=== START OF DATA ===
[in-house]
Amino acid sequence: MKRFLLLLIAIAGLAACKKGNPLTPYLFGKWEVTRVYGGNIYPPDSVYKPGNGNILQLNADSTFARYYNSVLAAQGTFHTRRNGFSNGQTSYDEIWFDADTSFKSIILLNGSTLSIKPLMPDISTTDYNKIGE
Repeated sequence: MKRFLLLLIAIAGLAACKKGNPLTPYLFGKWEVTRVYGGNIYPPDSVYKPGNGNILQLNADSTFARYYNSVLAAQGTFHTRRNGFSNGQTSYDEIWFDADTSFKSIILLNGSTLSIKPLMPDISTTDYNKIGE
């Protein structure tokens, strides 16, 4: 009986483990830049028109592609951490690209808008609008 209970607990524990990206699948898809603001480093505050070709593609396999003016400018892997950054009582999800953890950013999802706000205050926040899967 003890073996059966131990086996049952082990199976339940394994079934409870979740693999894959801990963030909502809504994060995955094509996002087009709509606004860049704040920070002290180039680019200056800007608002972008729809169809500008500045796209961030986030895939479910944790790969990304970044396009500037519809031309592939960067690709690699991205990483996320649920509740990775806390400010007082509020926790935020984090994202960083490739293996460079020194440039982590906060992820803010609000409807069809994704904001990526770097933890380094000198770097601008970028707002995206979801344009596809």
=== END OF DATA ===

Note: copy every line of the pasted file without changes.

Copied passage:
[in-house]
Amino acid sequence: MKRFLLLLIAIAGLAACKKGNPLTPYLFGKWEVTRVYGGNIYPPDSVYKPGNGNILQLNADSTFARYYNSVLAAQGTFHTRRNGFSNGQTSYDEIWFDADTSFKSIILLNGSTLSIKPLMPDISTTDYNKIGE
Repeated sequence: MKRFLLLLIAIAGLAACKKGNPLTPYLFGKWEVTRVYGGNIYPPDSVYKPGNGNILQLNADSTFARYYNSVLAAQGTFHTRRNGFSNGQTSYDEIWFDADTSFKSIILLNGSTLSIKPLMPDISTTDYNKIGE
């Protein structure tokens, strides 16, 4: 009986483990830049028109592609951490690209808008609008 209970607990524990990206699948898809603001480093505050070709593609396999003016400018892997950054009582999800953890950013999802706000205050926040899967 003890073996059966131990086996049952082990199976339940394994079934409870979740693999894959801990963030909502809504994060995955094509996002087009709509606004860049704040920070002290180039680019200056800007608002972008729809169809500008500045796209961030986030895939479910944790790969990304970044396009500037519809031309592939960067690709690699991205990483996320649920509740990775806390400010007082509020926790935020984090994202960083490739293996460079020194440039982590906060992820803010609000409807069809994704904001990526770097933890380094000198770097601008970028707002995206979801344009596809």